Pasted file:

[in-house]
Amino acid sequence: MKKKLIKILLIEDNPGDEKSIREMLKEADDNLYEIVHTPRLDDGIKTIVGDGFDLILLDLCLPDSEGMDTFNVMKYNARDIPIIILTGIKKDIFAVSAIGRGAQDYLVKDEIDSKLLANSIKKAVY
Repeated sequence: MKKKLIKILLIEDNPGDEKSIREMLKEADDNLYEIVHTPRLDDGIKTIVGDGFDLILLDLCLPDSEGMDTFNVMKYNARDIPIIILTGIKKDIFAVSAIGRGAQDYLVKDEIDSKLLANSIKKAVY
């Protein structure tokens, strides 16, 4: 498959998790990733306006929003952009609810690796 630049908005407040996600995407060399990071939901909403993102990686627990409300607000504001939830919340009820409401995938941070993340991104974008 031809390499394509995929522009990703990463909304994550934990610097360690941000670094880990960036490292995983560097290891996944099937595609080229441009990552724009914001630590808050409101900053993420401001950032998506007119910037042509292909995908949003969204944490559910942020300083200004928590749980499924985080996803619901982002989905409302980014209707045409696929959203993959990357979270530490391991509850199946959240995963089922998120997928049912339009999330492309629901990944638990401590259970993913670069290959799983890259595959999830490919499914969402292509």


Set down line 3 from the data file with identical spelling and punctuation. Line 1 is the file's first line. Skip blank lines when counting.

Repeated sequence: MKKKLIKILLIEDNPGDEKSIREMLKEADDNLYEIVHTPRLDDGIKTIVGDGFDLILLDLCLPDSEGMDTFNVMKYNARDIPIIILTGIKKDIFAVSAIGRGAQDYLVKDEIDSKLLANSIKKAVY